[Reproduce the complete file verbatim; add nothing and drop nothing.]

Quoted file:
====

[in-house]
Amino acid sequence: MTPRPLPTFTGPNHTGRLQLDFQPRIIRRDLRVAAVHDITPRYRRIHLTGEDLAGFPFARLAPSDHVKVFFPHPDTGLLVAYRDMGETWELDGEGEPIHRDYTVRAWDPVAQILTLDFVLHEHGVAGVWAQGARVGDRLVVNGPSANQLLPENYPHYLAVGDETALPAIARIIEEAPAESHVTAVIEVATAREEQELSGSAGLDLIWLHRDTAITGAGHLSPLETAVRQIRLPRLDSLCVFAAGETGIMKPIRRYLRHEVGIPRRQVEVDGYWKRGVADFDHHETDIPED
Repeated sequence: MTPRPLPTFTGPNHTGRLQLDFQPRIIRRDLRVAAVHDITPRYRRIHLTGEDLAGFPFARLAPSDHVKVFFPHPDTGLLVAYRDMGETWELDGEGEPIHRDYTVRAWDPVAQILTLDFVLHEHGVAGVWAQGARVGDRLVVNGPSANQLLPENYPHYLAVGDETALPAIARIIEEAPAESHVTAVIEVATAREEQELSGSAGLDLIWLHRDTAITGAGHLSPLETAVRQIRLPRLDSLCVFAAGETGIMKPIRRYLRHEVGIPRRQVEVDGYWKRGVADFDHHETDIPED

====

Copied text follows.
[in-house]
Amino acid sequence: MTPRPLPTFTGPNHTGRLQLDFQPRIIRRDLRVAAVHDITPRYRRIHLTGEDLAGFPFARLAPSDHVKVFFPHPDTGLLVAYRDMGETWELDGEGEPIHRDYTVRAWDPVAQILTLDFVLHEHGVAGVWAQGARVGDRLVVNGPSANQLLPENYPHYLAVGDETALPAIARIIEEAPAESHVTAVIEVATAREEQELSGSAGLDLIWLHRDTAITGAGHLSPLETAVRQIRLPRLDSLCVFAAGETGIMKPIRRYLRHEVGIPRRQVEVDGYWKRGVADFDHHETDIPED
Repeated sequence: MTPRPLPTFTGPNHTGRLQLDFQPRIIRRDLRVAAVHDITPRYRRIHLTGEDLAGFPFARLAPSDHVKVFFPHPDTGLLVAYRDMGETWELDGEGEPIHRDYTVRAWDPVAQILTLDFVLHEHGVAGVWAQGARVGDRLVVNGPSANQLLPENYPHYLAVGDETALPAIARIIEEAPAESHVTAVIEVATAREEQELSGSAGLDLIWLHRDTAITGAGHLSPLETAVRQIRLPRLDSLCVFAAGETGIMKPIRRYLRHEVGIPRRQVEVDGYWKRGVADFDHHETDIPED